Megacities are not only the world's largest metropolitan areas but also some of the most polluted. Millions die every year due to air contamination, mainly in emerging nations. Some cities have come up with solutions.
Eerie images from Beijing hit the news last January. Dust and other pollution particles had reached such high levels that the sun struggled to shine through the megacity's smog-laden atmosphere. A giant toxic cloud had descended on China's eastern coast sparking a dramatic rise in the number of people suffering from respiratory and cardiovascular diseases.
Such happenings are the cause of growing concern for young scientist Yu Lei. The Beijing resident has been studying the phenomenon on behalf of a think tank of the Chinese environment ministry. For instance, he is trying to find answers on how to best help the fast-growing megacities in emerging nations. He is also focusing on lessons to be drawn from mistakes made by industrialized Western metropolises.
The number of people suffering from respiratory diseases in China's megacities has risen drastically
'Birds dropped dead in flight'
One of the megacities known for its hazardous levels of air pollution is Mexico City. With a population of over 20 million, the Mexican capital recorded in 1990 only eight days with "good" air quality. However, year-long efforts have led to a dramatic change. Last year the number of days with "good" air amounted to 237. The city's former Environment Minister, Martha Delgado Peralta, played a key role in this positive development. "Twenty years ago, air quality was so bad that birds simply dropped dead in flight,” she said. The record pollution levels prompted municipal authorities to rethink their environmental policies and introduce long-term reforms.
As a first measure, factories with high industrial emissions, such as refineries, were forced out of the city. Fuel quality was improved and residents were ordered to leave their cars at home one day per week. Furthermore, planers overhauled the city's subway and bus connections and introduced a bicycle sharing system. Delgado says there has been much improvement in the past years but stresses that there are still over 100 days where air quality isn't yet good enough. "It's a daily struggle," she points out.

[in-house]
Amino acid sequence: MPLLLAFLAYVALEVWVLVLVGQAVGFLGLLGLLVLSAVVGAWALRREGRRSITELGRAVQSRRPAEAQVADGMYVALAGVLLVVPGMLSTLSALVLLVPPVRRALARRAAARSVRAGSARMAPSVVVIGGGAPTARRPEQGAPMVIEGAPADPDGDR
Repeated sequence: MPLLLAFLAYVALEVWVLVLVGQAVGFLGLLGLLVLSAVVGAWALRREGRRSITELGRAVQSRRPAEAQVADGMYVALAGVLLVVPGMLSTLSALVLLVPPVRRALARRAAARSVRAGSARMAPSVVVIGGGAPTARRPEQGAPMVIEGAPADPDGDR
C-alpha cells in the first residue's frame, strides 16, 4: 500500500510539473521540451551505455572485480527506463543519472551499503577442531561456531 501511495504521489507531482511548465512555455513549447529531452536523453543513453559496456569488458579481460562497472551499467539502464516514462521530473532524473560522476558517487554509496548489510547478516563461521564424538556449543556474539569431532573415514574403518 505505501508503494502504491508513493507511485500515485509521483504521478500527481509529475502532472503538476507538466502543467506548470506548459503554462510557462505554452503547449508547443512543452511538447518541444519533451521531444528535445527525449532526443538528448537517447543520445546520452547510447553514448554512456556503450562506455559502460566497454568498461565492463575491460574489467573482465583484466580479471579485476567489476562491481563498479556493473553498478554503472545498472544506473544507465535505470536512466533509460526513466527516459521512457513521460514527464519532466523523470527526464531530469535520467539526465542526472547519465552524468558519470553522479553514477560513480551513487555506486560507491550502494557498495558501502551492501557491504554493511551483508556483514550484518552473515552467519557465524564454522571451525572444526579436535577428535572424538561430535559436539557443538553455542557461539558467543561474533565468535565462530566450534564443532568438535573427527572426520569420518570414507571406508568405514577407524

Year-long efforts have led to remarkable improvements in air quality in Mexico City
'A policy shift is necessary'
However, the struggle seems to be paying off. Mexico City's recent success has made Yu Lei optimistic about developments in his home country. Nonetheless, he believes it's still a long way before people in Beijing or Shanghai can once again breathe fresh air. Yu Lei is of the opinion that the Chinese government should switch from coal to gas and other alternative energy sources and set absolute caps on emissions. "In the long run the country's economic infrastructure must change," he says, referring to a policy shift towards less industrial production and a more service-oriented economy.
According to the CIA World Factbook, which provides statistical data of all nations in the world, China's services sector generated 44.6 percent of the country's gross domestic product (GDP) last year. By comparison, Germany's and France's services sectors accounted for 70 and 80 percent of their respective GDP's.
'European Green Capital'
There have also been changes in Europe. Since the early 1970s, the European Union has been working to improve air quality by controlling emissions of harmful substances into the atmosphere, improving fuel quality, and integrating environmental protection requirements into the transport and energy sectors. The levels of sulphur dioxide, for instance, have dropped by almost 55 percent in the past two decades.
A textbook example of this development can be found in the capital of the Basque Country, Vitoria-Gasteiz. The city located in northern Spain was awarded the title of "European Green Capital 2012."
Just like in Mexico City, the local government relocated polluting industrial factories, improved the city's public transport network and increased the number of pedestrian ways and bicycle lanes. Besides, according to Mayor Javier Maroto Aranzábal, 65 percent of households in Vitoria-Gasteiz have already switched to heating systems powered by gas.
The mayor says that the hardest part has been to make the people of this town rethink their behavior. "The improvements we now have are the result of joint efforts made by the municipality, the manufacturing sector and the townspeople," he stressed, adding that there was no other alternative.